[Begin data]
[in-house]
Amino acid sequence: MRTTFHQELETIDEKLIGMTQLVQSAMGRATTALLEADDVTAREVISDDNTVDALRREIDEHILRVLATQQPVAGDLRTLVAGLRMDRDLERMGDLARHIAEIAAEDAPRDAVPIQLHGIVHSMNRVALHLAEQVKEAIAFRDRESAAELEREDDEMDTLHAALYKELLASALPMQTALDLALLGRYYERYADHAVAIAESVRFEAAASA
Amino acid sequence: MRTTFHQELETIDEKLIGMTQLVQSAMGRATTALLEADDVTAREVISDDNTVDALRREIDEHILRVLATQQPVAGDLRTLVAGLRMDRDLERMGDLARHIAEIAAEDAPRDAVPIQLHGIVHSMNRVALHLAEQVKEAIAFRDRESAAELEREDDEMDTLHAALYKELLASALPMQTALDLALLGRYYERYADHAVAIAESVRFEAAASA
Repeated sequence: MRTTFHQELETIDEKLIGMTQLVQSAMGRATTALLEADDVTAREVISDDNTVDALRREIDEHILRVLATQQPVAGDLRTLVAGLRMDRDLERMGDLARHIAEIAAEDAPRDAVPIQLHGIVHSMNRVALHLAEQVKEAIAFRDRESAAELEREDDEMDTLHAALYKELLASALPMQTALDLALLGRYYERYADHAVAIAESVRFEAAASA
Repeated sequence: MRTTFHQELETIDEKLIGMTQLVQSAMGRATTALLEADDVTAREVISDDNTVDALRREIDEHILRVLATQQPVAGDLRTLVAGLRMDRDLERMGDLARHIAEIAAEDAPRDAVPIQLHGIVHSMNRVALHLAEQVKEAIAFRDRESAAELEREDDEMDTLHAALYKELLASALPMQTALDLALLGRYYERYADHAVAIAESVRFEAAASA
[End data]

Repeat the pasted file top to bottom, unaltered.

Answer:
[in-house]
Amino acid sequence: MRTTFHQELETIDEKLIGMTQLVQSAMGRATTALLEADDVTAREVISDDNTVDALRREIDEHILRVLATQQPVAGDLRTLVAGLRMDRDLERMGDLARHIAEIAAEDAPRDAVPIQLHGIVHSMNRVALHLAEQVKEAIAFRDRESAAELEREDDEMDTLHAALYKELLASALPMQTALDLALLGRYYERYADHAVAIAESVRFEAAASA
Amino acid sequence: MRTTFHQELETIDEKLIGMTQLVQSAMGRATTALLEADDVTAREVISDDNTVDALRREIDEHILRVLATQQPVAGDLRTLVAGLRMDRDLERMGDLARHIAEIAAEDAPRDAVPIQLHGIVHSMNRVALHLAEQVKEAIAFRDRESAAELEREDDEMDTLHAALYKELLASALPMQTALDLALLGRYYERYADHAVAIAESVRFEAAASA
Repeated sequence: MRTTFHQELETIDEKLIGMTQLVQSAMGRATTALLEADDVTAREVISDDNTVDALRREIDEHILRVLATQQPVAGDLRTLVAGLRMDRDLERMGDLARHIAEIAAEDAPRDAVPIQLHGIVHSMNRVALHLAEQVKEAIAFRDRESAAELEREDDEMDTLHAALYKELLASALPMQTALDLALLGRYYERYADHAVAIAESVRFEAAASA
Repeated sequence: MRTTFHQELETIDEKLIGMTQLVQSAMGRATTALLEADDVTAREVISDDNTVDALRREIDEHILRVLATQQPVAGDLRTLVAGLRMDRDLERMGDLARHIAEIAAEDAPRDAVPIQLHGIVHSMNRVALHLAEQVKEAIAFRDRESAAELEREDDEMDTLHAALYKELLASALPMQTALDLALLGRYYERYADHAVAIAESVRFEAAASA